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Running Free: A Runner's Journey Back to Nature [Hardcover]

Richard Askwith
3.7 out of 5 stars  See all reviews (22 customer reviews)
RRP: £16.99
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Book Description

6 Mar 2014

Richard Askwith wanted more. Not convinced running had to be all about pounding pavements, buying fancy kit and racking up extreme challenges, he looked for ways to liberate himself. His solution: running through muddy fields and up rocky fells, running with his dog at dawn, running because he's being (voluntarily) chased by a pack of bloodhounds, running to get hopelessly, enjoyably lost, running fast for the sheer thrill of it. Running as nature intended.

Part diary of a year running through the Northamptonshire countryside, part exploration of why we love to run without limits, Running Free is an eloquent and inspiring account of running in a forgotten, rural way, observing wildlife and celebrating the joys of nature.

An opponent of the commercialisation of running, Askwith offers a welcome alternative, with practical tips (learned the hard way) on how to both start and keep running naturally - from thawing frozen toes to avoiding a stampede when crossing a field of cows. Running Free is about getting back to the basics of why we love to run.

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Running Free: A Runner's Journey Back to Nature + Feet in the Clouds: A Tale of Fell-Running and Obsession
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Product details

  • Hardcover: 304 pages
  • Publisher: Yellow Jersey (6 Mar 2014)
  • Language: English
  • ISBN-10: 0224091964
  • ISBN-13: 978-0224091961
  • Product Dimensions: 21.8 x 14 x 3.2 cm
  • Average Customer Review: 3.7 out of 5 stars  See all reviews (22 customer reviews)
  • Amazon Bestsellers Rank: 9,956 in Books (See Top 100 in Books)

More About the Author

Richard Askwith is a Northamptonshire-based journalist and author whose passions include running, outdoor adventure and the traditions and ordinary people of the English countryside. His cult book about fell-running, FEET IN THE CLOUDS (2004), won him the Best New Writer prize at the British Sports Publishing Awards and the Bill Rollinson Prize for Landscape and Tradition, as well as being shortlisted for the William Hill Sports Book of the Year Award and for the Boardman-Tasker Prize. This was followed in 2008 by THE LOST VILLAGE: IN SEARCH OF A FORGOTTEN RURAL ENGLAND, which was named Non-Fiction Book of the Year in the 2009 Saga Grown-Up Awards. He is co-author of LET IT GO (2012), Dame Stephanie Shirley's account of her life as a champion of women's rights and philanthropy.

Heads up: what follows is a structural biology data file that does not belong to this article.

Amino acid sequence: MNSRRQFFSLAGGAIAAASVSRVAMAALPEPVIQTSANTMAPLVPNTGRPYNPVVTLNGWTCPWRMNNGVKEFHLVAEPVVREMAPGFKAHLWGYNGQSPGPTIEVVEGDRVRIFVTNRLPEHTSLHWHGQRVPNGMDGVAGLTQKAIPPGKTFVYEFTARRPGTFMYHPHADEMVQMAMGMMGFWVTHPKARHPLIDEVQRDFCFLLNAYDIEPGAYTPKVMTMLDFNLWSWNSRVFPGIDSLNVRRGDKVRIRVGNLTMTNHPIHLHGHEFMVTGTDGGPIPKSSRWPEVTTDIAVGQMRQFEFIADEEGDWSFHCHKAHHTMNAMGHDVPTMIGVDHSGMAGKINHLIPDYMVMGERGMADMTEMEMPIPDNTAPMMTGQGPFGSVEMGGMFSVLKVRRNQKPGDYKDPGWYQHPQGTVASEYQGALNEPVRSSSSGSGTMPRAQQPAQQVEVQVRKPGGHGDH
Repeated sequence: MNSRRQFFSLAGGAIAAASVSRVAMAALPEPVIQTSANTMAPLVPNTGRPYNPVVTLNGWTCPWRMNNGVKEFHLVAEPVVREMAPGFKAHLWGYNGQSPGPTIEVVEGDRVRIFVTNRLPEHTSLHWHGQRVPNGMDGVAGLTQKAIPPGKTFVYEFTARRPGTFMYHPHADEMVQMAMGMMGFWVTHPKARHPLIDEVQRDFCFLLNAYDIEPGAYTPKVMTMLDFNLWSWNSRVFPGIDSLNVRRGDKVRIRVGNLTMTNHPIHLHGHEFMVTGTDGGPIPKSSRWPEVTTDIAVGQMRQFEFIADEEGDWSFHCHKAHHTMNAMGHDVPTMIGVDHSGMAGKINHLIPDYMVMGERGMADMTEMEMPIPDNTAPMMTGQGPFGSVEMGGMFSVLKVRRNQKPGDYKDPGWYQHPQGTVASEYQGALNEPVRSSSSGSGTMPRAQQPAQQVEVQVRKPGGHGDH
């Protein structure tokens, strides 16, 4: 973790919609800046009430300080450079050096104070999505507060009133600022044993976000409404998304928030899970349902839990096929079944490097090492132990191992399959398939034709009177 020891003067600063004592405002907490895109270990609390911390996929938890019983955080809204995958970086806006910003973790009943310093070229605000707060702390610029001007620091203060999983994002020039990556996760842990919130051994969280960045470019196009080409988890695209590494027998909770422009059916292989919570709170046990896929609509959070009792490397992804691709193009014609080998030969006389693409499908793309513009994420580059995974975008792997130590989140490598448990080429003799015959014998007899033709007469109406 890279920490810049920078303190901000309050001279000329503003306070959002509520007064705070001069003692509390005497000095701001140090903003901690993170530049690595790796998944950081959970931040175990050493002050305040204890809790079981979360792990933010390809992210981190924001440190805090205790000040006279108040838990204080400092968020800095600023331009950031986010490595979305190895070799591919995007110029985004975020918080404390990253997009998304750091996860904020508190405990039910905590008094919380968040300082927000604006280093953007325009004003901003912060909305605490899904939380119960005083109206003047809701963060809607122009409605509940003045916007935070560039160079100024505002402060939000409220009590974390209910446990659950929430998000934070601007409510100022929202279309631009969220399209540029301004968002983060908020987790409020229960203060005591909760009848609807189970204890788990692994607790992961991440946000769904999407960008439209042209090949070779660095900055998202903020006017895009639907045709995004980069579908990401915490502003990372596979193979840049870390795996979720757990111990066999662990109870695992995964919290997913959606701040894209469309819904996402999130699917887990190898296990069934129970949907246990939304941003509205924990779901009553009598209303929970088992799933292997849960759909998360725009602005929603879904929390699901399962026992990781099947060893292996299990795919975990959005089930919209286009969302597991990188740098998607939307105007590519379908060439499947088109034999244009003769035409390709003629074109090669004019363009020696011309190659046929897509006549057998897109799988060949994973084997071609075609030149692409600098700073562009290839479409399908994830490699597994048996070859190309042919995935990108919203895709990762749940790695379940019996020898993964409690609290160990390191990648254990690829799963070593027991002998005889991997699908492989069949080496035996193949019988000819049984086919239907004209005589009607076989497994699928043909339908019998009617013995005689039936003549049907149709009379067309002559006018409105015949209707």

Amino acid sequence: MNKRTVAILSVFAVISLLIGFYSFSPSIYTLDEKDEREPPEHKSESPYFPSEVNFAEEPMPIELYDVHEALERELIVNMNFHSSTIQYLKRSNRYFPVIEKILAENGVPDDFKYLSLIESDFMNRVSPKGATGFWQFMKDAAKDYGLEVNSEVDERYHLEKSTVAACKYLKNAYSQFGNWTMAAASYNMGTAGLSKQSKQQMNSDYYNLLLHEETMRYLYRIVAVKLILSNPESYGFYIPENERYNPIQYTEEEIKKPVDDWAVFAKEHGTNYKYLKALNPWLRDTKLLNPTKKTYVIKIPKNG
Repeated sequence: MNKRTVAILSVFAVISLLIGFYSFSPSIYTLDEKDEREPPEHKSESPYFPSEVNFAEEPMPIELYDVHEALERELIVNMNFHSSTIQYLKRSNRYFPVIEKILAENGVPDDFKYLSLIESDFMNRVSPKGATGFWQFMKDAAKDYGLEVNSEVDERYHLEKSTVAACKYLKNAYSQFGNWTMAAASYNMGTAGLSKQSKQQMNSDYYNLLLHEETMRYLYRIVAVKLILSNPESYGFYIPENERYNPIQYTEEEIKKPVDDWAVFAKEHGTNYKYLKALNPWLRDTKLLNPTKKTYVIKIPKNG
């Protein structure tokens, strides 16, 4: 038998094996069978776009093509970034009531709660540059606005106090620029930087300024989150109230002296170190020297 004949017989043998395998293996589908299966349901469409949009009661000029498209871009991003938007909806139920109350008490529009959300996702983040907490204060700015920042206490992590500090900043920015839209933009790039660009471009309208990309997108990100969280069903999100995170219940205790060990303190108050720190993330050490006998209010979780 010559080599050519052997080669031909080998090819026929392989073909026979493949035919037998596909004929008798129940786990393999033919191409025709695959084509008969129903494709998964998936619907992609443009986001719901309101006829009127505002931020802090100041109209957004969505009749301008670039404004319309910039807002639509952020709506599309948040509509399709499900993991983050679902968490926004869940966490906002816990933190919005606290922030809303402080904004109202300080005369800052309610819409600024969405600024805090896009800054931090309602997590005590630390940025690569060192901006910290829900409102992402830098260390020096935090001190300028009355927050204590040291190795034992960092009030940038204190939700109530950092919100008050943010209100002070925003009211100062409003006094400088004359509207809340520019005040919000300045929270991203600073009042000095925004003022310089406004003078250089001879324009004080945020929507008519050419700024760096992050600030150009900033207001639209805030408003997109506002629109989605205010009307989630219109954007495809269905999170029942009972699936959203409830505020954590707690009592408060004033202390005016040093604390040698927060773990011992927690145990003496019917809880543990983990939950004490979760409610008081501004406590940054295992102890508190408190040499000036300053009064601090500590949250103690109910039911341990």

Richard is Associate Editor of The Independent, for whom he has edited a number of books.

Product Description


"A joyous, eloquent and lyrical account of one man's lifelong love affair with running... Running Free is simply the prod you need to make you step off the pavement and into the wild" (Martin Love Guardian)

"Exhilarating" (Iain Finlayson The Times)

"A much needed breath of fresh air" (Alexandra Heminsley Independent)

"An escape from the stopwatch tyranny of PBs and split times, this is a reminder of how to run for sheer joy" (Runner's World)

"Intelligent, evocative, passionate and above all enjoyable" (Simon Redfern Independent on Sunday)

Book Description

From the award-winning author of running classic Feet in the Clouds, Richard Askwith makes a passionate and inspiring case for runners to get back to nature.

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Customer Reviews

Most Helpful Customer Reviews
6 of 6 people found the following review helpful
4.0 out of 5 stars Preaching to the almost converted! 13 Mar 2014
Format:Hardcover|Verified Purchase
As someone who came relatively late to running (my early thirties) and is a decade younger than the author (I also spent ten years living in London, where I began my running, before moving to the Lincolnshire seaside) I think I have progressed fairly rapidly through what Richard Askwith describes as the Seven Ages of Running and I am now into the fifth. That is like him I don't wear a watch let alone any kind of high tech measuring device anymore whilst out on a solo training run or listen to music. Instead like the author I prefer to enjoy my natural surroundings and let my body and environment dictate the run and consequently unless I am doing a set route have no real idea of time or distance. Having said that I do still try to push myself on organised runs or on club nights as it is still pleasurable to gain a pb. However I am now at a stage of life where I may gain some improvement for a few years before it starts slipping back again but I am certainly not going to be challenging for any medals. Like Askwith I am also enjoying runs that go off the beaten track a bit more and like him I am lucky to live in a part of the country with it on my doorstep (in my case a coastal nature reserve).

In his enjoyable book which has a slightly more meandering air than the more tightly focused, `Feet in the Clouds', Askwith argues the case for a return to simply enjoying running in its basest form rather than succumbing to the demands of what he calls, `Big Running'. Whilst I agree with his philosophy to a certain degree especially when the over-commercialisation of the London Marathon and Great Run series is considered I still think there is scope to enjoy different forms of running.
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4 of 4 people found the following review helpful
4.0 out of 5 stars A Tale of Two Books 26 Mar 2014
Format:Kindle Edition|Verified Purchase
Some important questions when you've finished reading a book are: Did you enjoy it? Have you learnt anything useful? Would you recommend it to a friend? Would you read it again? Since my answer to all these questions is “yes”, why have I only given the book 4 stars?